Internapoli F.C.

Internapoli Football Club was an Italian association football club based in the Vomero area of Naples, Campania. Founded in 1909 as S.C. Vomero, the club has been re-launched several times, first in 1935, under the auspices of Cral Cirio, and later, in 1964, under Internapoli dominion.

Internapoli Football Club
Founded1909 (as S.C. Vomero)
1935 (as CRAL Cirio)
1964 (as Internapoli)
2010 (as Internapoli Città di Marano)
2012 (as Puteolana 1902 Internapoli)
GroundStadio Arturo Collana,
Napoli, Campania

The club have always played in the lower levels of Italian football. Their highest performance in the league was two 3rd-place finishes in Serie C during the late 1960s. Internapoli have had more notable success in the cup, winning the Coppa Italia Dilettanti, the amateur variation of the Coppa Italia in 1980.

In the 2009–10 and 2010–11 seasons, Internapoli played in Eccellenza Campania. In the 2011–12 season, it played in the Serie D as Internapoli Città di Marano.


The club's roots can be traced to CRAL Cirio[1] who were founded in 1935. They played in the San Giovanni a Teduccio neighborhood of Naples. They were named after the Turin industrialist Francesco Cirio who founded the first tomato canning company (still operating under the same name today in San Giovanni a Teduccio.[2]), After playing for a time in regional leagues in Campania, in 1951–52 they were entered into a league equivalent to Serie D, where they finished in the top half of the table.

During the 1953–54 season, Cirio narrowly missed being promoted to Serie C after coming in second to Foggia in their category by just two points. They bounced back, ending the next season first in their group, but they lost the playoff game 1–0 to a club from Molfetta. In the next two seasons, they ended in second place in their group, losing to Reggina and Marsala respectively.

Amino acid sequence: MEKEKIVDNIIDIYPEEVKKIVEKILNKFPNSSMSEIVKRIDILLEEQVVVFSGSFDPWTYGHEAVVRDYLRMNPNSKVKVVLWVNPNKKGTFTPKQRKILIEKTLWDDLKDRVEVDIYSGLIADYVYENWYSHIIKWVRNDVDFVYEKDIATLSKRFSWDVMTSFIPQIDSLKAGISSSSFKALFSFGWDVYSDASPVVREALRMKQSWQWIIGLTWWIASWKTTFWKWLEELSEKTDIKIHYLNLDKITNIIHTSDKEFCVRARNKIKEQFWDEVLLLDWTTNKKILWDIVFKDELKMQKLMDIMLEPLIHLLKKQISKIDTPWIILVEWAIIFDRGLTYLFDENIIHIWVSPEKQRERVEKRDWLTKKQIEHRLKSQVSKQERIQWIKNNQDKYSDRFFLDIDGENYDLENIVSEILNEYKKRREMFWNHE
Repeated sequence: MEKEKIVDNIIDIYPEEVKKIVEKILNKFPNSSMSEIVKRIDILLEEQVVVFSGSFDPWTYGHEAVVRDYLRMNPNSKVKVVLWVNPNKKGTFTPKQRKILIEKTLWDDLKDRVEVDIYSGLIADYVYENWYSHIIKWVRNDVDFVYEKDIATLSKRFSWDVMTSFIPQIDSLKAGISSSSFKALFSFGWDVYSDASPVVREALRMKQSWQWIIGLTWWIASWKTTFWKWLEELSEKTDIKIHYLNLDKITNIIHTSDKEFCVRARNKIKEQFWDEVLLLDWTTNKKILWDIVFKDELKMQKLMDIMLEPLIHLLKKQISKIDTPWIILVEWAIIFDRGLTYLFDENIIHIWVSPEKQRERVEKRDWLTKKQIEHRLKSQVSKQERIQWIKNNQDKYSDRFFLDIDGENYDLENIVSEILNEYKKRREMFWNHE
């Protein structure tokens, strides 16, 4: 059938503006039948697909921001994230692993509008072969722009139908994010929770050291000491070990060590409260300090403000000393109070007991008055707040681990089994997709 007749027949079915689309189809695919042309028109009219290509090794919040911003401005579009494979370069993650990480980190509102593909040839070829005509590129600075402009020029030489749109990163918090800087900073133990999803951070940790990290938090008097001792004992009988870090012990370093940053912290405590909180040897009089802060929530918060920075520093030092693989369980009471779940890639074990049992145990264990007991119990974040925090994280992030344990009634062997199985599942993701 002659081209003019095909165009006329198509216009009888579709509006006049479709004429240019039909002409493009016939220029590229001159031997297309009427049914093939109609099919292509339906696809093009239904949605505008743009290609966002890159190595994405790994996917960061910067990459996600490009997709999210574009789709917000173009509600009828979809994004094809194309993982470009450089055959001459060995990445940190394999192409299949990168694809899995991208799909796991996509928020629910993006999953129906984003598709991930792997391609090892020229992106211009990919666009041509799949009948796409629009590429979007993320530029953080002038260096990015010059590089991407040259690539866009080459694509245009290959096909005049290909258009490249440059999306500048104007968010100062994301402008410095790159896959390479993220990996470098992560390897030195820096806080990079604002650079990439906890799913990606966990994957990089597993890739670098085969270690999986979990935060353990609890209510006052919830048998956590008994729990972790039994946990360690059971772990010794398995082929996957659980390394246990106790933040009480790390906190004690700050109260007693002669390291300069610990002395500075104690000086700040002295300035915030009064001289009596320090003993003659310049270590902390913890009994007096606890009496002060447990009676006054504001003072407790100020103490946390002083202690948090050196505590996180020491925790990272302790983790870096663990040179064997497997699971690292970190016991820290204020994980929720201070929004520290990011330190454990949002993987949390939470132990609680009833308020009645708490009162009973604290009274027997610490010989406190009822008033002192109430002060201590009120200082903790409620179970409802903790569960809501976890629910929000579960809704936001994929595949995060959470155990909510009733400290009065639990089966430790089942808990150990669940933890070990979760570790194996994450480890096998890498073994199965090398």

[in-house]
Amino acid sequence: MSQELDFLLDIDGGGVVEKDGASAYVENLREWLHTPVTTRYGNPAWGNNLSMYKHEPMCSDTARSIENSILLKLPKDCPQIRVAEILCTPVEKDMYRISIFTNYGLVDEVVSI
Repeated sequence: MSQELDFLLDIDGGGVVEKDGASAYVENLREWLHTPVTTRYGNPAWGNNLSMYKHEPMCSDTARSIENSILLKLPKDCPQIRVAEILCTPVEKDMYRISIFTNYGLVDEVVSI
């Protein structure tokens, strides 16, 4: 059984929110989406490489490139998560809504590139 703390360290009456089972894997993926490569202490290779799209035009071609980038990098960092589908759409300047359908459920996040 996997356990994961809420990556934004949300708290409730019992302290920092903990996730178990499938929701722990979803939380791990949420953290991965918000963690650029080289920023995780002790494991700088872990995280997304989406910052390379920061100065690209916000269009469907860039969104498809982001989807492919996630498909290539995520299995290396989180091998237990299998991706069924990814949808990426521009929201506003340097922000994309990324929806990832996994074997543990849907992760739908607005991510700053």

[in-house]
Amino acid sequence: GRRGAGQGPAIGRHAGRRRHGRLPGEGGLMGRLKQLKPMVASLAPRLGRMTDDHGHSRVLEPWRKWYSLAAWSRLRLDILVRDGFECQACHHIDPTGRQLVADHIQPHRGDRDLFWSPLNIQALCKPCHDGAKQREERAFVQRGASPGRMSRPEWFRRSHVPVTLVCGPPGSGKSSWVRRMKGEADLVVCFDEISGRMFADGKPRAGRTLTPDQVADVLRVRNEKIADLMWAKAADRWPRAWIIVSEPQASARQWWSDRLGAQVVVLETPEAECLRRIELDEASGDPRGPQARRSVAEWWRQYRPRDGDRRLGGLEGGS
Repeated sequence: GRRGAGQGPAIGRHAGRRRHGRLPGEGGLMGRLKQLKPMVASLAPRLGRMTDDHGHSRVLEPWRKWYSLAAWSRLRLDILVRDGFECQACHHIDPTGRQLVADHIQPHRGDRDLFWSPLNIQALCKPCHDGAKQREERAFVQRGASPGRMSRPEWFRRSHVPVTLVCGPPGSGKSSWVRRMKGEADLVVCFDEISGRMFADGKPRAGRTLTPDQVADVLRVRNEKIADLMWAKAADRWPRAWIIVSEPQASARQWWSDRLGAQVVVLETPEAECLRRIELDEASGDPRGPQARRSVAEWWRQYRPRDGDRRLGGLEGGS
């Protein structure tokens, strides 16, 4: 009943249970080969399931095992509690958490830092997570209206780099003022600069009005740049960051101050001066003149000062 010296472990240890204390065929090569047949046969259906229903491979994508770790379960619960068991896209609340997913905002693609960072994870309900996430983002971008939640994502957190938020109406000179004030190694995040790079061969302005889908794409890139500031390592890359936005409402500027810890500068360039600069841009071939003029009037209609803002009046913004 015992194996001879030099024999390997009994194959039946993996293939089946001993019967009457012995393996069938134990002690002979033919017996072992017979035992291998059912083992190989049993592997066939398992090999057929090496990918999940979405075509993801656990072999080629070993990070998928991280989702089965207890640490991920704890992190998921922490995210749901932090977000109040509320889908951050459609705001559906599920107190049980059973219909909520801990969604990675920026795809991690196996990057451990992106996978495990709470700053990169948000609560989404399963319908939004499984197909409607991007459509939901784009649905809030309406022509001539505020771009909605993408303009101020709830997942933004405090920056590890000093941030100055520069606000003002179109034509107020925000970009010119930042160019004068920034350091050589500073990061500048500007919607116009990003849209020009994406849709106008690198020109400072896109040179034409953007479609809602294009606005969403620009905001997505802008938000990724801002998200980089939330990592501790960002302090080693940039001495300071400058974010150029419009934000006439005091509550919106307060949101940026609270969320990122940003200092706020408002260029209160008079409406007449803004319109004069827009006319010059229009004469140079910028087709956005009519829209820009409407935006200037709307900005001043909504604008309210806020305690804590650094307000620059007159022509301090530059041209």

In the 1957–58 season, the club was promoted to Serie C, having ended the season ahead of clubs such as Lecce, Casertana and Avellino. In Serie C, they achieved a respectable 9th-place finish in their group. However, the following season, after ending with the same number of points as Crotone, they lost a play-out match 1–0 and were relegated to Serie D again. By the end of their time as "Cirio," they had lost form in Serie D and had been unable to achieve better results.

Rebirth under the name InternapoliEdit

On 30 June 1964, Dr. Giovanni Proto and Carlo Del Gaudio took over the club[1] along with a group of Naples locals who worked as builders and manufacturers; renaming it Internapoli Football Club. Many of the players from the old club remained, including men such as Anglo-Italian player Giuseppe Wilson who would later go on to fame with Lazio and Italy.[3]

The club was reborn under the name Internapoli to ensure that the city of Naples would have a stable football club of some sort. Neighbouring clubs like A.C. Napoli were experiencing financial difficulties, leaving their future hanging in the balance. But within a week of Internapoli's founding, Associazione Calcio Napoli had changed their name to Società Sportiva Calcio Napoli and continued on.[4]

Along with a new name came new colours, the green kit of Cirio was replaced by sky blue and white stripes, known in Italy as biancocelesti.[5] Internapoli had taken control of the "Stadio Arturo Collana" in the Vomero neighbourhood, which has previously been used by SSC Napoli who had left for the considerably larger "Stadio San Paolo".

Internapoli achieved their first promotion under the new dominion in the 1966–67 season, it was a closely competed league with Internapoli beating out second place Savoia by just one point. As they were promoted into Serie C to start a four-season spell in the league, Internapoli began to gather popularity gaining a fan club of 6000 strong, it was called "Amici dell'Internapoli" (Friends of Internapoli).[1]

Brazilian Luís Vinício was manager during one season in this Serie C period,[6] the squad of the time included a bright young striker in Giorgio Chinaglia who would later go on to fame with Lazio.[7] Two out of the four seasons during this time in Serie C were particularly notable, in both the 1968–69 and 1969–70 seasons Internapoli finished in third place; their highest ever finish in the Italian football league.

Decline and merger with PuteolanaEdit

However, following their consecutive third-place finishes some of the club's most influential players were bought by more famous clubs and Internapoli were relegated in bottom place. Down in Serie D the following season, the club were stunned when they were relegated for the second season in a row. It was a cruel relegation for the club when considering that the team who finished 9th were only three points above 16th place Internapoli.